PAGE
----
[caption id="attachment_1673" align="alignright" width="115"] David J. Clark[/caption]
The Massachusetts legislature ended its 2015-2106 session on July 31, 2016, and lawmakers did not pass new legislation regarding non-compete agreements before doing so.
For the last few years, numerous efforts have been made in the Commonwealth to limit the use of non-compete agreements, resulting in several bills introduced in the Statehouse. The latest bills, introduced in the House in June and the Senate in mid-July, would have set clear boundaries on the use of non-compete agreements by employers, including by establishing requirements that such non-compete provisions be signed and in writing, not exceed 12 months in duration, and be limited to geographic areas where the employee actually provided services. Another notable feature of the proposed bills was the incorporation of the concept of “garden leave” into non-compete provisions, in which an employer would be required to pay its former employee at least 50% of his or her pay, on a pro rata basis, during the non-compete period. The bills also would have prohibited judicial modification of non-competes and enforcement of non-competes against certain types of workers like students, interns, or fired employees.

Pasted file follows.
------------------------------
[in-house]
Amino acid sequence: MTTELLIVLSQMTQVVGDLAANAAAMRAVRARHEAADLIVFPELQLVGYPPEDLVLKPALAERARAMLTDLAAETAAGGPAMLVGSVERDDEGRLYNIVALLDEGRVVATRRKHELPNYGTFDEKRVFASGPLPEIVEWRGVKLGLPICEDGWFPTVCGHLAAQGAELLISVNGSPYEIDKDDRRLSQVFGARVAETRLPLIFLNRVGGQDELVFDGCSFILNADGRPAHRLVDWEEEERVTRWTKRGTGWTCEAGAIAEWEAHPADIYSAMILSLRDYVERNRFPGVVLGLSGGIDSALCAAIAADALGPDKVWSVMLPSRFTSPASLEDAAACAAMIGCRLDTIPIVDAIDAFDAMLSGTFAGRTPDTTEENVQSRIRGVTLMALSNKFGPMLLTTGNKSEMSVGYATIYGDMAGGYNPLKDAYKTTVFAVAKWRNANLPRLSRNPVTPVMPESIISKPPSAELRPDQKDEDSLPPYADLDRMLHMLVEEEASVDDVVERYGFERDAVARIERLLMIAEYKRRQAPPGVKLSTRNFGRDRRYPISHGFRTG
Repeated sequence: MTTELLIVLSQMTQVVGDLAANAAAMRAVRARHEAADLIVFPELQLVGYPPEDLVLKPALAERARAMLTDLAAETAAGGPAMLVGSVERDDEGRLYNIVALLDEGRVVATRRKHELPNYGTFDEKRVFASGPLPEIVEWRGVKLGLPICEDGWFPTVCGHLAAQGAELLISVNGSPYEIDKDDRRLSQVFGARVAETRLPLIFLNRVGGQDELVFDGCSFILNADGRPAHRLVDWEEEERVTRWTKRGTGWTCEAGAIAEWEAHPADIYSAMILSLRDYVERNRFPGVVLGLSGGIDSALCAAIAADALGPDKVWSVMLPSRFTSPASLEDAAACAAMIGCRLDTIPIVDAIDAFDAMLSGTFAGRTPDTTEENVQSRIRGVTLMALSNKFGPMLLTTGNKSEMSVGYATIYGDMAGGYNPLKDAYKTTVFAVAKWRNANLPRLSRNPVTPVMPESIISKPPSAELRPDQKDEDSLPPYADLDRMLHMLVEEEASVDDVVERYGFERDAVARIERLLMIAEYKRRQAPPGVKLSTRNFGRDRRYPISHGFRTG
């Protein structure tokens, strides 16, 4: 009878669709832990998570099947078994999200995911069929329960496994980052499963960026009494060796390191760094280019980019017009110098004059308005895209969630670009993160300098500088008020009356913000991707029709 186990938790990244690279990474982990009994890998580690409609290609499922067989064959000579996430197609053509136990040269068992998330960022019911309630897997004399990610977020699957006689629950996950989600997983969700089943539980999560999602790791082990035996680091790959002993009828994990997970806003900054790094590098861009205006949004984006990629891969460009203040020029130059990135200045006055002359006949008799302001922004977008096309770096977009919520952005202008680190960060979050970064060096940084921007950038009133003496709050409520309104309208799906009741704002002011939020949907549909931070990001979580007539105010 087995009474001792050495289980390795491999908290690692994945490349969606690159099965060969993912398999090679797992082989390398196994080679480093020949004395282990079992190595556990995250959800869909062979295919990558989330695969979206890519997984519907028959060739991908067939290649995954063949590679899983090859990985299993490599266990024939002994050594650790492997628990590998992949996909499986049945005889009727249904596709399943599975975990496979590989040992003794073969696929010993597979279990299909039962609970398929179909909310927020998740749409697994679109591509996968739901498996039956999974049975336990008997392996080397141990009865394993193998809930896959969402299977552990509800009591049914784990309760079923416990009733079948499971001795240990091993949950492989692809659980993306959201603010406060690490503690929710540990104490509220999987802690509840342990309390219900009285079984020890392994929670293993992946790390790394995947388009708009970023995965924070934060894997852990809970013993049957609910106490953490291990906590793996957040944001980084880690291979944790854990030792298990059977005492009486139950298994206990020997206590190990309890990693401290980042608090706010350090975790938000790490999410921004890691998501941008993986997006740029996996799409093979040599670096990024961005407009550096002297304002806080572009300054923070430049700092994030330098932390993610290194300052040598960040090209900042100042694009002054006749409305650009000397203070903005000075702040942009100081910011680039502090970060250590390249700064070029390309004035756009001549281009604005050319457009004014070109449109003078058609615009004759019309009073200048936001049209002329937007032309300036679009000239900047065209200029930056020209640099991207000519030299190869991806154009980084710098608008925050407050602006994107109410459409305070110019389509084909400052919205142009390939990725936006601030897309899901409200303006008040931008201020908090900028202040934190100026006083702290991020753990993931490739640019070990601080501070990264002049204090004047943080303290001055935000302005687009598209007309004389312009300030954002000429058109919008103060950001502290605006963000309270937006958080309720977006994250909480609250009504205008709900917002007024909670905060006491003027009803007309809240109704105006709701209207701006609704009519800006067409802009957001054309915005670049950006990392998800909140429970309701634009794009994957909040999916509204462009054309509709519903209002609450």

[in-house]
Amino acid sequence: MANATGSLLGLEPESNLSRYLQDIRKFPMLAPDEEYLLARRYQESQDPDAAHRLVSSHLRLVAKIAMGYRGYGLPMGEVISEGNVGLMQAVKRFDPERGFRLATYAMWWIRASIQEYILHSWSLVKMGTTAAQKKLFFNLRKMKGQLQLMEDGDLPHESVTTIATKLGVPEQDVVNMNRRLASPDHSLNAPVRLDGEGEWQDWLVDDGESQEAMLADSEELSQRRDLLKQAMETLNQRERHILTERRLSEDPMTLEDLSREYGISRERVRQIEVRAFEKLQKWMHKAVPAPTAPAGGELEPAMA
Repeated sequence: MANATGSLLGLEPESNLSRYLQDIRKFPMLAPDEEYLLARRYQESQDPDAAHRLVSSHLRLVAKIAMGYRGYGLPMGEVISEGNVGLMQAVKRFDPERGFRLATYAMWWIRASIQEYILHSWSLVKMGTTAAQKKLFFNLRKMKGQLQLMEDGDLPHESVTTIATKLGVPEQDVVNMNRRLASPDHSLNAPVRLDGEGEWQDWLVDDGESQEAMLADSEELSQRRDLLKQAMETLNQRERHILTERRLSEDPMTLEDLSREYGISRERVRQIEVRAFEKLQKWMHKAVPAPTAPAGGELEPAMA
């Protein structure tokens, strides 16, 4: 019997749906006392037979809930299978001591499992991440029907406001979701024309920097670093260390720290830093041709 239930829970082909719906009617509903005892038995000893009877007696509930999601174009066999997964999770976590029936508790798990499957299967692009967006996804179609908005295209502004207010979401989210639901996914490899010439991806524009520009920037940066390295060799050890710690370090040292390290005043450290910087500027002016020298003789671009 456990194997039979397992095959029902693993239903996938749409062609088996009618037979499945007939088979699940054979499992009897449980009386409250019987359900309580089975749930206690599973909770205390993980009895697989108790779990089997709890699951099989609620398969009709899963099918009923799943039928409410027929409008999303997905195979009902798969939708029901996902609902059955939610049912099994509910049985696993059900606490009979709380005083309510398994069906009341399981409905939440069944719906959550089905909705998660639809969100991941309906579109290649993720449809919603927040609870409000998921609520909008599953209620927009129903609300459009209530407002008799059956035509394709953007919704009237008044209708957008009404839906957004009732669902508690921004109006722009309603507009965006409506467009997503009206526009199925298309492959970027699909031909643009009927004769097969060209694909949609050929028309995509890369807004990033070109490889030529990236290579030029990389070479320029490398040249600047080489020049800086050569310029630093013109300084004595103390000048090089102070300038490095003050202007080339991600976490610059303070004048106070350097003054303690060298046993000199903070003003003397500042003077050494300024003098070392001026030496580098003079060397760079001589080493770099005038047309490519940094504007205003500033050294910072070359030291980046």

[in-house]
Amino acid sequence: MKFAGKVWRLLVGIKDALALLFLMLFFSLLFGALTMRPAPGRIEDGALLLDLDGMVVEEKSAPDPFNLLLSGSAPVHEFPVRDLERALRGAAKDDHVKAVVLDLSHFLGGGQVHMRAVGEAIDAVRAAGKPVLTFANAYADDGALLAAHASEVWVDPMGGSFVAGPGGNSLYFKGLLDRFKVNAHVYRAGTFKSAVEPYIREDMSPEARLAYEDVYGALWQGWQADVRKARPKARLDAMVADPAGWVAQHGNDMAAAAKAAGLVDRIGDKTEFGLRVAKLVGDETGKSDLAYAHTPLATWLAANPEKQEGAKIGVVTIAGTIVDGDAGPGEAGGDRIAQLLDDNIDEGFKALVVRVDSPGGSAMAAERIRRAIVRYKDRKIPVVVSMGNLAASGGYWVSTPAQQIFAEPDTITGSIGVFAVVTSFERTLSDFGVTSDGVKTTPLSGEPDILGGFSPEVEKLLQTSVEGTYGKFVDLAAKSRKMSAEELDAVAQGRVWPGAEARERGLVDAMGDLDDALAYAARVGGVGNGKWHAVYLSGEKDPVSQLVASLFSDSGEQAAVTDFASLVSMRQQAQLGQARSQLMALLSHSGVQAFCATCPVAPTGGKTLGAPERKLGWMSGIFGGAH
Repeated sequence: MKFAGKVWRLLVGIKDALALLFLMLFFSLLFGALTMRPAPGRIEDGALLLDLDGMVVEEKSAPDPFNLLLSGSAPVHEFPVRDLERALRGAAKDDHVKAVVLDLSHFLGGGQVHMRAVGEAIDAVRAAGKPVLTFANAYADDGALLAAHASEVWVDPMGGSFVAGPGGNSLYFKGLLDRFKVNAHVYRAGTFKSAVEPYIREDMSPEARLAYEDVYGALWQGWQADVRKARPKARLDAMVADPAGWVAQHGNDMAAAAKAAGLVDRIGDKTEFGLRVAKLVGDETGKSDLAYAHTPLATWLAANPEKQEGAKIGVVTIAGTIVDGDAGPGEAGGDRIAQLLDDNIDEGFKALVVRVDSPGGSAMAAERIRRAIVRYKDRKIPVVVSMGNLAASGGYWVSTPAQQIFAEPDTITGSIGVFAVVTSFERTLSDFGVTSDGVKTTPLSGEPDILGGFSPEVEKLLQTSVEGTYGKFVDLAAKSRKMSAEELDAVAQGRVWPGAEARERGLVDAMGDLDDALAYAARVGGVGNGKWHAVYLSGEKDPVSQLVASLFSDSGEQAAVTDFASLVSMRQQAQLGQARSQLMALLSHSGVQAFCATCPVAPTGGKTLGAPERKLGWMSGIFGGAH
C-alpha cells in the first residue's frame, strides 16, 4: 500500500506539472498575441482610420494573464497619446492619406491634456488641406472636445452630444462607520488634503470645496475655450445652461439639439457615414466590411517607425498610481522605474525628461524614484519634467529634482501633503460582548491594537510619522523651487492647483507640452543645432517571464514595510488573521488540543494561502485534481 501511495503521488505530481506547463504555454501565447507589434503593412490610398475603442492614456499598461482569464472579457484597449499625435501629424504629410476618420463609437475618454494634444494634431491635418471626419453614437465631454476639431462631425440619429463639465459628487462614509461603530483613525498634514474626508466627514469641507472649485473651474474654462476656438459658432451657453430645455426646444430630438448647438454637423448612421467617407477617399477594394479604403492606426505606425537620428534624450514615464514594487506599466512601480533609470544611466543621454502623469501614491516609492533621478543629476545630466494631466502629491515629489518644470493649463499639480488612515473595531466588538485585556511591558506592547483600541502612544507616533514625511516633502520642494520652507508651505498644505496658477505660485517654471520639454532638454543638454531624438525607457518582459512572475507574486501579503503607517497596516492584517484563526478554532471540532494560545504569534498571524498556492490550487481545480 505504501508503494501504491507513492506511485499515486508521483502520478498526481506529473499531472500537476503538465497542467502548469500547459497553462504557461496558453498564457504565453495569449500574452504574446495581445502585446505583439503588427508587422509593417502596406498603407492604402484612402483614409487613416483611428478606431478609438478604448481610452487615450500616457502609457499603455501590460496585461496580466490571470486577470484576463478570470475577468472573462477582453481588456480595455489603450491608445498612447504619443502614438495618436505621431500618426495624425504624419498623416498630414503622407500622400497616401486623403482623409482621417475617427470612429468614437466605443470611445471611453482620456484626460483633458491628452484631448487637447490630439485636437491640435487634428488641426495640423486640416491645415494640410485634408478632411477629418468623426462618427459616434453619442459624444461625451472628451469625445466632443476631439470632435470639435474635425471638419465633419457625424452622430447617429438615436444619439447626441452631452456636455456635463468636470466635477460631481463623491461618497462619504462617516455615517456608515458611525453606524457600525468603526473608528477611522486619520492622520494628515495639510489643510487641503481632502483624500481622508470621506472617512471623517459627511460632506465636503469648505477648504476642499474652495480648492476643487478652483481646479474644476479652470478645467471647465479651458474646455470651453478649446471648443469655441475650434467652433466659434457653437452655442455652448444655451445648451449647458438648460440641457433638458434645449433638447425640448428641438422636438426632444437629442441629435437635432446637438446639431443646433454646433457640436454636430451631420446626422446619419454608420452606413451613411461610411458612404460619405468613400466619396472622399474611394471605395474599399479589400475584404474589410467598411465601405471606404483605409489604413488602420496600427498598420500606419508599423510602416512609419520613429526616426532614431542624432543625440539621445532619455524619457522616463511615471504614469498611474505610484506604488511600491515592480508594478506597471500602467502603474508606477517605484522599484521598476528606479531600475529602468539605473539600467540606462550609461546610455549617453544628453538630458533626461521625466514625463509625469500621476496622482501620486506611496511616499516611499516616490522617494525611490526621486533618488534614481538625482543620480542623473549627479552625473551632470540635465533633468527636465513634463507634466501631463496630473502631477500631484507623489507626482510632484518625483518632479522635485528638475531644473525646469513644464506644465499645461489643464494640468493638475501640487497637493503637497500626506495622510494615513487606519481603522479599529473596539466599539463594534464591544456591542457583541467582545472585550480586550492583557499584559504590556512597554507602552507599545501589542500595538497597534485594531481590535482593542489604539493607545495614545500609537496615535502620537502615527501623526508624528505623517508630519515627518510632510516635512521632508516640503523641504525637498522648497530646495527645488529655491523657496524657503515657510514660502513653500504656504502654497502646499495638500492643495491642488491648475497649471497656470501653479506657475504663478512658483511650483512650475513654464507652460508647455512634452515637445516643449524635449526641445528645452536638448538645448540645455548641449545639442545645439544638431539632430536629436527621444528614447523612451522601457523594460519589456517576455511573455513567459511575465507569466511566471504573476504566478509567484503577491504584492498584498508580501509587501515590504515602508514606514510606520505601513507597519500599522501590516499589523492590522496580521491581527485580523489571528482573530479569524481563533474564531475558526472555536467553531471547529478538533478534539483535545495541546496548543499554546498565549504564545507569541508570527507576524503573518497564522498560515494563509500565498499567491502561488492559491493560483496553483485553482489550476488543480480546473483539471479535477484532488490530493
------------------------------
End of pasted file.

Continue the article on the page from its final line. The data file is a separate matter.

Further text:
As the legislative session drew to a close, however, legislators were unable to reach compromises upon issues such as whether and in what form garden leave might be allowed, and whether an employer and employee could agree upon a payment to support a non-compete entered at the termination of employment.
In this presidential election year, the Massachusetts legislature is adjourned until the start of a new session in January 2017. Renewed efforts to pass a non-compete bill in Massachusetts can be expected then.
- Member of the Firm